Jane Tivey chats about how she complete dher landscape hay bales pastel painting. We hope you all find it interesting and inspiring!
To start with I roughed out the tree line and top field line and then painted the sky using some a couple of blues, greys and a little white. I selected the pastels to use by practising first to work out the best ones to use trying to keep it to two or three rather than heaping on lots of different blues!!
When I was satisfied with the sky I moved on to the trees and hedges. These were more difficult and it took me some time to work out the best colours and ‘strokes’ to use. I started from my left with the tallest trees, roughing out their overall structure and then, using a darker green,’ filled’ them in working across and down. I then used some lighter greens and browns to give them more shape and tones. I carried on working across and down to the bottom of the trees/hedges.
Once I was reasonably happy with the trees/hedges I concentrated on the field and hay bales. I laid down a sandy colour as the base for the field and hay bales and then sketched out the shapes and positions of the hay bales. I spent quite a lot of time practising how to achieve the hay bale texture. This was made more difficult (for me anyway) as I couldn’t get much detail form the photo. Usually I can zoom in and get an understanding of the underlying structure of objects which helps me work out how best to draw them. When I felt I’d got the best method – sort of crisscrossing and ‘s’ marks using ochres and terracottas and umbers I moved on to the actual drawing. The shadows were hard to do; due to the unevenness of the ground and the hay bale itself. I also noticed that the grass from the field was reflected in the shadow under the hay bale. The highlighted areas on the top of each hay bale was accomplished by using an eraser to lift the colour. I did try using a much lighter colour but it just didn’t give the same effect.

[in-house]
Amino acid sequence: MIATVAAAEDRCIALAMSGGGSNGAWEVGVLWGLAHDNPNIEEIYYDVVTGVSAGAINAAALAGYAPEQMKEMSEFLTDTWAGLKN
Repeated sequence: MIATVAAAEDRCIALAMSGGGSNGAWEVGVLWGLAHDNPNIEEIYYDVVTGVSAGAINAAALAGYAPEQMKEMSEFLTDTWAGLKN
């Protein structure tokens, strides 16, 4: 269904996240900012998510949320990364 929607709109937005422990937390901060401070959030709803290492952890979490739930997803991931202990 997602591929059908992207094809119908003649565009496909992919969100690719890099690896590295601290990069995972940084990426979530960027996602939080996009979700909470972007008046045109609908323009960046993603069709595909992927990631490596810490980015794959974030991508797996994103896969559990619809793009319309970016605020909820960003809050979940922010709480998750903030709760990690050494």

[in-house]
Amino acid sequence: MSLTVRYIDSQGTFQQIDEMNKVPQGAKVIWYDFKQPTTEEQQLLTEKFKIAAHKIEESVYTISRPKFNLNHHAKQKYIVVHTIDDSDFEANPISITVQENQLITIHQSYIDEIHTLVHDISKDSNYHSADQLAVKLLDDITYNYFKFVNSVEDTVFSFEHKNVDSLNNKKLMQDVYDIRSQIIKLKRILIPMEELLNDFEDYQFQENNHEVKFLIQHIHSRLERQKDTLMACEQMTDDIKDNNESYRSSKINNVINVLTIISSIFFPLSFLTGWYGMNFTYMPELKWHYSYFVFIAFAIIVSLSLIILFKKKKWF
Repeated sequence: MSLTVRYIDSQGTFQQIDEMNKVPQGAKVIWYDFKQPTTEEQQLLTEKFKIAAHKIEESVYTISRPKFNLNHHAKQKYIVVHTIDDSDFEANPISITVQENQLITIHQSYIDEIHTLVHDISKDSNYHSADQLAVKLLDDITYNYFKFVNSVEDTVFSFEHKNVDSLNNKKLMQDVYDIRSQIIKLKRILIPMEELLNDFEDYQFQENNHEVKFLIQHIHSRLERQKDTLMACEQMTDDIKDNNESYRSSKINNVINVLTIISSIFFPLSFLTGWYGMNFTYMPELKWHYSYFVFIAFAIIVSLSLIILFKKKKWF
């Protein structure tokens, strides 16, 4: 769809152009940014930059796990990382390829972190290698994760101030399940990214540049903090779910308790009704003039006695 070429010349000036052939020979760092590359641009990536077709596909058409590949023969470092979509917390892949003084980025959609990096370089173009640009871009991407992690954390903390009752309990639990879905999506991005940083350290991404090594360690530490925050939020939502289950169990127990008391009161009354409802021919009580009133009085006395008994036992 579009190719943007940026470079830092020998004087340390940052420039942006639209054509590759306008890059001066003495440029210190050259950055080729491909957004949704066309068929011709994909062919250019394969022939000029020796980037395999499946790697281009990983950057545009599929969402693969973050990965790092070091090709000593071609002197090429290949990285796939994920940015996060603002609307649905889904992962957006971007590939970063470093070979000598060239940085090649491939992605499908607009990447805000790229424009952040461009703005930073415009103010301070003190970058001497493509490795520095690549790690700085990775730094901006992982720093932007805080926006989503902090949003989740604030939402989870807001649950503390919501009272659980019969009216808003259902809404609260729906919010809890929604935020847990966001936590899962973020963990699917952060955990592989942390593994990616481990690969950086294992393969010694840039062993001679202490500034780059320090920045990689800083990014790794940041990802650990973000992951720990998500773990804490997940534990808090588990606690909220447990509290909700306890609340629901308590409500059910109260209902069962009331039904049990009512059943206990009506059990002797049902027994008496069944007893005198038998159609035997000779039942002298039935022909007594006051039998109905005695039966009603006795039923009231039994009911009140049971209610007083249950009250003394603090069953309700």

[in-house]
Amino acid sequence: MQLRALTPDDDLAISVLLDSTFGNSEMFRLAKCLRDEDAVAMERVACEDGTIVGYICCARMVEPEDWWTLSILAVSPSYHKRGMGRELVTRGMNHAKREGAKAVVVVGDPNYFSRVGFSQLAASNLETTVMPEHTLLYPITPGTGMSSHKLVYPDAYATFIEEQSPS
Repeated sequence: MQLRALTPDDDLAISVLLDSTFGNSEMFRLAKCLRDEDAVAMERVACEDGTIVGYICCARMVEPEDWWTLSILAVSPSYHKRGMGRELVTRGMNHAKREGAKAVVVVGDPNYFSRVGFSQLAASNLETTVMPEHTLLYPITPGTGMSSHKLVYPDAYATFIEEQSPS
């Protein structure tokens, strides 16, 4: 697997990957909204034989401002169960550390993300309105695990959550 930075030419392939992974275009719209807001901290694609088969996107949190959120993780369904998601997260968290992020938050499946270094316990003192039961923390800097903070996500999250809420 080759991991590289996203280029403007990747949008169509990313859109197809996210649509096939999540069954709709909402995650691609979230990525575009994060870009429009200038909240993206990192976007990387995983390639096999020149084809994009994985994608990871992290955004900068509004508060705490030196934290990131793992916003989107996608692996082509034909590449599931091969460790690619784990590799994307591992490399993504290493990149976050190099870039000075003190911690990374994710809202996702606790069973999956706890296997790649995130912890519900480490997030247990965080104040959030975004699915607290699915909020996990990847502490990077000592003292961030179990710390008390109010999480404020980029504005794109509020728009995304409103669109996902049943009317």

When I thought the hay bales were as good as I could get them I attacked the field. This was not too difficult once I sorted the colours out. Simple strokes with the side of the soft pastels seemed effective augmented by marks with conte pastels or sharp edges of a soft pastel or pastel pencil.
Having completed all the areas I then reviewed the drawing and added more detail where I thought it was appropriate.
I was fairly pleased with the finished picture considering how challenging I had found it. I did realise that the hay bales weren’t in quite the right positions when I was part way through. I debated whether to start again to position them more accurately but decided that I had put too much into the picture so far and as an overall composition I felt it still worked!
Paper used: Cream Canson Mi Teintes – smoother side. The size of the drawing is 38cm wide by 29cm deep. Pastels used: I used a selection of soft pastels including SAA and Unison soft pastels.
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